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Probiotics, the Gut, and Muscle Mass

Currently, probiotics are mostly thought of and used in relation to a healthy digestive system (reducing upset stomach, gas and bloating, diarrhea, and IBS type symptoms) and to a lesser extent, the immune system (coughs, colds, and general sinus and respiratory health). While they certainly are indeed useful for such applications, the ramifications of an unhealthy gut and microbiota go far, far beyond that.

The gut and its microbiome are essentially a massive endocrine organ, controlling and influencing basically your entire body and brain. And, given that all of the trillions of bacteria that call it home originally came from outside your body – and entered without your express written consent – it is by far the most important organ in which we can take steps to manipulate and regain control.

“You are what you eat” is more accurate than we ever realized.

We will first look at some basic science on how this all works. Then, we will look at studies that have shown alterations in the microbiotic make-up of the gut, and the correlations they display in metabolic health, disease, and fitness. We will particularly focus on the adverse effects of dysbiosis in regard to muscle mass, including diminished protein absorption, testosterone levels, and insulin signaling in the skeletal muscle which results in downregulation of anabolic pathways and upregulation of catabolic ones, ultimately resulting in poor nutrient partitioning that favors accumulation of fat over muscle.

It is a massive subject, far too much to discuss in complete depth, here, so we’ll do our best to keep it as short and sweet as possible while still giving you enough background in this field to understand the shocking reality, scope, and importance of this microscopic invasion.

Then, we will get down to business and into the specifics of the science of making yourself king of your own biological castle, again, with special emphasis on a lean, muscular body.

 

The Basics

The Western lifestyle, including diet and lack of exercise, as well as artificial sweeteners, antibiotics, and alcohol (and, in all likelihood, genetics, though the data just isn’t quite there, yet) leads to an imbalance of the bacterial composition of the gut (1, 2). This results in the excess production and release of inflammatory signals, such as Lipopolysaccharide and TNF-alpha, which subsequently escape the gut and enter the rest of your body, causing havoc (3). Gut dysbiosis also negatively alters production of short-chain fatty acids, with butyrate being most important. This ultimately negatively affects anabolic and anti-catabolic signaling of insulin and other growth factors and pathways, as well as testosterone production.

Lipopolysaccharide (LPS) and its downstream inflammatory and redox sensitive pathways will compose the bulk of our focus. LPS, also known as endotoxin, is the major component of the outer membrane of Gram-negative bacteria. These are the ones behind pathogenic bacterial infections like E coli and Salmonella, as well as the bad bacteria of gut dysbiosis that chronically or semi-chronically reside inside you.  LPS binds to Toll Like Receptor-4  (TLR-4) and produces a potent immune response in mammals (4). TLR-4 belongs to the pattern recognition family of receptors which recognize pathogen-associated molecular patterns that are expressed on infectious agents (5).  This triggers inflammatory cytokines like TNF-alpha, which then trigger reactive oxygen species.  Within the gut, this leads to the general digestive issues and inflammatory bowel disorders like IBS and colitis that you have commonly known probiotics as being used to alleviate (6).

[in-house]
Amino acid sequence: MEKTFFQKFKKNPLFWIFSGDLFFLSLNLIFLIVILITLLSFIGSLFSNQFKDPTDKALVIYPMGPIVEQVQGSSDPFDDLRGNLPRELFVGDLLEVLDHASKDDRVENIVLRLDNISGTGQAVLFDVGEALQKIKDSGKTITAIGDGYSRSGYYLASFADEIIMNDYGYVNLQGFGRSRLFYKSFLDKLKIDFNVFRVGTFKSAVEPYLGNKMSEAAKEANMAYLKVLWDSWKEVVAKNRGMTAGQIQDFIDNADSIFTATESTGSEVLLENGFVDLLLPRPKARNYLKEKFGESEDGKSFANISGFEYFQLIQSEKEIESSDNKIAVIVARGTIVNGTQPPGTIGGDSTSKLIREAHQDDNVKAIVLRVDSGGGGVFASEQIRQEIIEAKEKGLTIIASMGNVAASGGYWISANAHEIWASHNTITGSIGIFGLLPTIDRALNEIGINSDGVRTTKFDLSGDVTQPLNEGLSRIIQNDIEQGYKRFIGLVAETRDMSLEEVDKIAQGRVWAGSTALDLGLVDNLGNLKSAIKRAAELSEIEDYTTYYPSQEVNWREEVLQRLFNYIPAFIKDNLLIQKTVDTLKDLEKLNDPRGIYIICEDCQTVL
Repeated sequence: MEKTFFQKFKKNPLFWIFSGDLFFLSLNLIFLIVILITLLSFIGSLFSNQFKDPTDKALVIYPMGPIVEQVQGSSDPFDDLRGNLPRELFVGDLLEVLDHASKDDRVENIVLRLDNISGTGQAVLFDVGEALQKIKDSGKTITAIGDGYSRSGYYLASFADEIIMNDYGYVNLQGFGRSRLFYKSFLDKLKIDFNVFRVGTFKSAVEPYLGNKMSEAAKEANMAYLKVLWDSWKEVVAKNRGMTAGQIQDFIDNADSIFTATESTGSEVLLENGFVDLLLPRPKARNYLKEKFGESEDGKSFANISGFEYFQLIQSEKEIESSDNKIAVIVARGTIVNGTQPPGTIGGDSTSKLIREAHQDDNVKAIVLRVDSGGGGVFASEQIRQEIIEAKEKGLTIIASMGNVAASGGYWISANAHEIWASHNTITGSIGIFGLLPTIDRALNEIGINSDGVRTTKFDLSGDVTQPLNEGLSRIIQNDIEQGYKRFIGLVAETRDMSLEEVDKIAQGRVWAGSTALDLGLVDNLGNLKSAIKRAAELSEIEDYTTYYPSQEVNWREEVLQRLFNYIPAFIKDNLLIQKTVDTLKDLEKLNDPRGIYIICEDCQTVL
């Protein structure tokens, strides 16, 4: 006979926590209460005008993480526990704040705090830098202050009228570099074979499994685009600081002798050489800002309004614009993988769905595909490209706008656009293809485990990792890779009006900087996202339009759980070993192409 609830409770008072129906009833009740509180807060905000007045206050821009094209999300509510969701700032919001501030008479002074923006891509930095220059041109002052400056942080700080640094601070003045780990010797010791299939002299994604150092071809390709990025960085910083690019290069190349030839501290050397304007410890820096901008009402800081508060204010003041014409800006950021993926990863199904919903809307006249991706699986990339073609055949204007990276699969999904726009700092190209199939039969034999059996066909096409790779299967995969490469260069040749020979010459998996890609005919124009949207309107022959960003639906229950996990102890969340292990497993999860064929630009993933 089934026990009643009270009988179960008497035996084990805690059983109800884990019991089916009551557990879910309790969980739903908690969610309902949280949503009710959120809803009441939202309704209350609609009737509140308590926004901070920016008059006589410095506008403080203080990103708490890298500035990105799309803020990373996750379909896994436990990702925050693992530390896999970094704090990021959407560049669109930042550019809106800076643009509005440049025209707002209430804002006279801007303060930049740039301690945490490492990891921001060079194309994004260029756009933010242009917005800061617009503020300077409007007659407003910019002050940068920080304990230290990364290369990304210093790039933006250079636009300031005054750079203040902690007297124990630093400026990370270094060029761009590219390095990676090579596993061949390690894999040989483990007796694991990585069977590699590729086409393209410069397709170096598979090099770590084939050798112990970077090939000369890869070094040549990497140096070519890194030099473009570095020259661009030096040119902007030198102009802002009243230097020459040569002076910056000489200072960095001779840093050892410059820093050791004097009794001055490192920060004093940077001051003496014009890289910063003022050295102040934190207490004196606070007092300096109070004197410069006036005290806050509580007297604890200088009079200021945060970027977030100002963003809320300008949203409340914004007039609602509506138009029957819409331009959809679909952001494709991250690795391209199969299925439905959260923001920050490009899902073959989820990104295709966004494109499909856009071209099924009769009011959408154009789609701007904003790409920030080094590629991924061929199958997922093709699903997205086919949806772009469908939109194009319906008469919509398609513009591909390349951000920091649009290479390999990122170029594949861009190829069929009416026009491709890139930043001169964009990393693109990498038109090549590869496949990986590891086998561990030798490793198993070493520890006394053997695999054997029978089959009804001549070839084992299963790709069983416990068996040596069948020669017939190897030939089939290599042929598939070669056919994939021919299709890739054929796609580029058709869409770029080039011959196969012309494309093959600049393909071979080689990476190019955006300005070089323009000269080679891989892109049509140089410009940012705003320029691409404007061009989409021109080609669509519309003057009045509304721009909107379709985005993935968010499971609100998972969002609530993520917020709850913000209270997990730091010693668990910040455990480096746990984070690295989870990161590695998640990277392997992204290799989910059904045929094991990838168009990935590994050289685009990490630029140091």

While fixing digestive disorders will come along for the ride, our primary focus is going to be on body composition and metabolic health. In other words, we want to make you more muscular, stronger, and leaner. However, there really is so much more to it than that, as a few quotes from the literature aptly demonstrate:

“Changes in the composition of the gut microbiota (dysbiosis) may be associated with several clinical conditions, including obesity and metabolic diseases, autoimmune diseases and allergy, acute and chronic intestinal inflammation, irritable bowel syndrome (IBS)…” (7)

 

“In this milieu… disturbance of the gut microbiota balance and the intestinal barrier permeability is a potential triggering factor for systemic inflammation in the onset and progression of obesity, type 2 diabetes and metabolic syndrome.” (8)

 

“Through these varied mechanisms, gut microbes shape the architecture of sleep and stress reactivity of the hypothalamic-pituitary-adrenal axis. They influence memory, mood, and cognition and are clinically and therapeutically relevant to a range of disorders, including alcoholism, chronic fatigue syndrome, fibromyalgia, and restless legs syndrome… Nutritional tools for altering the gut microbiome therapeutically include changes in diet, probiotics, and prebiotics.” (9)

 

As you can see, alterations in the microbiota can affect basically everything, but the good news is that it is also ripe for positive manipulation.

Getting back to the gut and body composition, the aforementioned Lipopolysaccharide (LPS), in combination with the Western diet, disrupts the endocannabinoid system,  ultimately leading  to  an increase in intestinal motility (speed of food going through) in the proximal parts of the intestine (10, 11). This leads to less efficient absorption of nutrients, of which protein and nitrogen are of particular concern. It also reduces nutritive feedback signals that tell the brain you are well fed, thus able to ramp up energy intensive protein synthesis (12, 13). LPS and inflammation also damages the endothelia and microvilli of the gut, further hampering digestion and absorption of nutrients, again with protein and amino acids being of particular concern (14, 15, 16 , 17).